“We’ve got muja juice. That’s strong enough to wash the taste out.” Skywalker circled around the bed for the conservator behind Kam.

Mara’s eyes tracked his movements and stopped on Kam with a startled frown. “What did you do to get a chaperon?”

“I didn’t do anything,” Skywalker said as he returned to her side with a juice bulb in hand. “He brought things for Korora.” He waved a hand at the crate on the table.

“And I told him he couldn’t put Daddy in the box again,” Korora said.

“She was fierce.” Skywalker confirmed.

Mara kissed the little girl’s head. “I expect nothing less.”

Kam’s head pounded. They hadn’t attacked him. She was loved. Sidious and Sedriss would take that away from her for what? To stand next to a being’s suffering and feed off of it? His hands twitched in remembered pain and he heard an echo of Sedriss’ mocking laughter. He stood up and pulled the crate across the table. Skywalker and the Hand watched him dig the items out, but they didn’t say anything as the pile grew larger on the table.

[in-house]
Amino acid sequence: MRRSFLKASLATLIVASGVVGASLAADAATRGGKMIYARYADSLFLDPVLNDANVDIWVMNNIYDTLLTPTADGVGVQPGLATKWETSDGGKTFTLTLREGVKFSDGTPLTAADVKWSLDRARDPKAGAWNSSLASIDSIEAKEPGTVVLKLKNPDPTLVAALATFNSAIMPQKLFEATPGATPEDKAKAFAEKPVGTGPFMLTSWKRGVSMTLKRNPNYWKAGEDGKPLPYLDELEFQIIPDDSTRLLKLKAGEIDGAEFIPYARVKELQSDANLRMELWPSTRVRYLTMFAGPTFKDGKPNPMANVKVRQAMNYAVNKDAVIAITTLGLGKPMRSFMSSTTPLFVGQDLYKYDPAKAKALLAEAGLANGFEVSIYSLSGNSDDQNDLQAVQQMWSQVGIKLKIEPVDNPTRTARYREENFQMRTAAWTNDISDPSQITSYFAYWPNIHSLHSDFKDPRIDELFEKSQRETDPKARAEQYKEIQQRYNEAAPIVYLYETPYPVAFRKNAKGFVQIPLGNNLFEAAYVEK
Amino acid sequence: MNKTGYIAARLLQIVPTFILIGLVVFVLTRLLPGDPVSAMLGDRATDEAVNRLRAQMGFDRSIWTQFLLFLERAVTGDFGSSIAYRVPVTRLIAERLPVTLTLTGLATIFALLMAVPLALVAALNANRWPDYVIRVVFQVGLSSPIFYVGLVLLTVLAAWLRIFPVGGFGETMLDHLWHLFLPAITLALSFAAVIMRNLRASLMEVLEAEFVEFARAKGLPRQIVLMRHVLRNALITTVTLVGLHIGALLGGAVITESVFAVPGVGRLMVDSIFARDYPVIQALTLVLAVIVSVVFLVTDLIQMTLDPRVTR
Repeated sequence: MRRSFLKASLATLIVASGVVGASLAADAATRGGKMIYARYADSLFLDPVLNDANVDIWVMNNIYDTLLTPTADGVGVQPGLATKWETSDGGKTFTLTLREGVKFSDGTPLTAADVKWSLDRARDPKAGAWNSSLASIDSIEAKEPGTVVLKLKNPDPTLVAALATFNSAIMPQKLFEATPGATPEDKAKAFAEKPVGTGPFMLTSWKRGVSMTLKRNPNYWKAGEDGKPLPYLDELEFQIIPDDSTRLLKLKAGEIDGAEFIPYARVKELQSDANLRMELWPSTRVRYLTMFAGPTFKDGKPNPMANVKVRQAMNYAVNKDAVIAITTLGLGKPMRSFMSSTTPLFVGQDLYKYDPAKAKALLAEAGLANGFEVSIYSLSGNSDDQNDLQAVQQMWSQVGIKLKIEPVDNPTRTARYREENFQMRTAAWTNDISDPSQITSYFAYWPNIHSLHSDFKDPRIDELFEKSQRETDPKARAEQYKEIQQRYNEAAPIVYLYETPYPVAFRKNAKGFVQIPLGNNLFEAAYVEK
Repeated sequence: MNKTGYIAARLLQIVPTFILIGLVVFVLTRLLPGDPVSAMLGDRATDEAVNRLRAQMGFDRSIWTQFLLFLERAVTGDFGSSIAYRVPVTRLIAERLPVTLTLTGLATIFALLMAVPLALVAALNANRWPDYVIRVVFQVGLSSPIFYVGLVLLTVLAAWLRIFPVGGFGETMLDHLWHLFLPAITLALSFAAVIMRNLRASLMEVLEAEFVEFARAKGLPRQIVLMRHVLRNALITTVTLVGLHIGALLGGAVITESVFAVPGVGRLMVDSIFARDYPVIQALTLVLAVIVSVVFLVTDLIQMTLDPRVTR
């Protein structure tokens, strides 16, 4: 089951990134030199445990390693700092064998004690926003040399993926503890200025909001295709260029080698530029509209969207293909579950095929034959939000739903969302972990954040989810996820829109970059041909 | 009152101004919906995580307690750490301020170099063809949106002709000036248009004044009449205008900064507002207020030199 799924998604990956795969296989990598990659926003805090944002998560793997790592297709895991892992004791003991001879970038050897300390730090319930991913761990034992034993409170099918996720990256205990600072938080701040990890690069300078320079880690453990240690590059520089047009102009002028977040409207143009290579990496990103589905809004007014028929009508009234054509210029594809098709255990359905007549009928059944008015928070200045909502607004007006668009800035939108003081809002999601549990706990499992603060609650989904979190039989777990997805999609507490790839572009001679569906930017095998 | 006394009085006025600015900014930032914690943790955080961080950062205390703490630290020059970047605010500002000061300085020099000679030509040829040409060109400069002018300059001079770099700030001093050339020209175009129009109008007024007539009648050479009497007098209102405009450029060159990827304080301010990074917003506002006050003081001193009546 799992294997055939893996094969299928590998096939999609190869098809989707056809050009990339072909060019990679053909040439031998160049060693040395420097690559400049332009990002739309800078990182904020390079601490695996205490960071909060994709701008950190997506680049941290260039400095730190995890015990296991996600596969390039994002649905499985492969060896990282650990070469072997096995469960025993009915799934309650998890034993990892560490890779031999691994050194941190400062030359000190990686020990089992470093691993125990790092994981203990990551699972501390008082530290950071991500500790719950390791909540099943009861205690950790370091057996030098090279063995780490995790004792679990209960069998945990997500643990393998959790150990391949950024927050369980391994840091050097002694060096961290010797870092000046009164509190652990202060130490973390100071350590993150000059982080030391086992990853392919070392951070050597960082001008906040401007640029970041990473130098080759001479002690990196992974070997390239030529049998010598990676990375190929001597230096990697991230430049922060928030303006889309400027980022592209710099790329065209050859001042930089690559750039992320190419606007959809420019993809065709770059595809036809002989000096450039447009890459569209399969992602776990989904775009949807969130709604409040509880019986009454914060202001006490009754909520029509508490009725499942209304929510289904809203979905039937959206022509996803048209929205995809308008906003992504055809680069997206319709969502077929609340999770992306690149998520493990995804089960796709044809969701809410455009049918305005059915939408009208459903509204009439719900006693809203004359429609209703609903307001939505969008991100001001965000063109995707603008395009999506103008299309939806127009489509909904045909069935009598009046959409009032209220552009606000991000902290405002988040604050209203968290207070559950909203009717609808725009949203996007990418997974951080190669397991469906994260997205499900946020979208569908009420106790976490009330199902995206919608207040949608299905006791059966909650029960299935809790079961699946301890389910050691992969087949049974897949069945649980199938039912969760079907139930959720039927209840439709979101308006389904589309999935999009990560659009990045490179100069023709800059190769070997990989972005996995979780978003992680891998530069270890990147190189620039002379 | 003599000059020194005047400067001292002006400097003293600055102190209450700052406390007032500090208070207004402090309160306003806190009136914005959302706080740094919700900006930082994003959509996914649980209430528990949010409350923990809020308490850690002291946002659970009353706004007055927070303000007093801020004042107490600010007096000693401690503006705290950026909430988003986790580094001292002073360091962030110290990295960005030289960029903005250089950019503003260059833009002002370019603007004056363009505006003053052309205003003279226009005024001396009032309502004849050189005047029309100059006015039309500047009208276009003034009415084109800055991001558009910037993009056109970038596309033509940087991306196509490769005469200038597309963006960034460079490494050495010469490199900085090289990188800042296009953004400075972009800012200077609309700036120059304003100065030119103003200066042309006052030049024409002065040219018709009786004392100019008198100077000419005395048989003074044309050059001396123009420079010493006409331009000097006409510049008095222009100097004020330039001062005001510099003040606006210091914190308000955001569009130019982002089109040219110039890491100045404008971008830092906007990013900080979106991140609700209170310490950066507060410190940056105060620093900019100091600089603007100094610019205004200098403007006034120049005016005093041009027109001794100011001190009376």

His hand curled around the leather box. It pulsed and called to him, begging to be worn and used. He drew it out of the box.

Skywalker straightened and moved in front of the window. He stretched out his right hand and a golden glow spread between the woman and child on the bed and Kam. The dark gem laughed. It continued begging for Kam to use it shatter the shield, slay the Jedi. Kam gaped at the man. “But the Force dampeners? How powerful are you?”

“The Force is a powerful ally.”

“What is that?” Mara demanded as she struggled up onto her elbow.

Kam pulled the jewelry box to his chest. “This is not for your daughter.”

“I don’t think it’s for you either, Kam Solusar.” Skywalker said softly.

The Jedi was concerned about him. Perhaps there was no machinations in his offer to heal Kam’s memories. But now wasn’t safe, not with this Dark Side artifact present. He ignored its screaming. “I’ll see about getting you the groceries you want, without dangerous artifacts.” He headed to the doorway. “May the Force be with you.”

No one stopped him as he left the residential section. No one stopped him as he entered an empty hangar bay. The dark gem promised him power and glory. With its help, Kam would sit on Sidious’ throne.

“That’s not what I want.” Kam anchored himself with the Force and triggered the controls for the hangar bay’s particle and energy shield. The wind whipped into the hangar bay. He lifted the jewelry box with the Force and pushed it out the bay door. It dropped out of sight as soon as he let it go.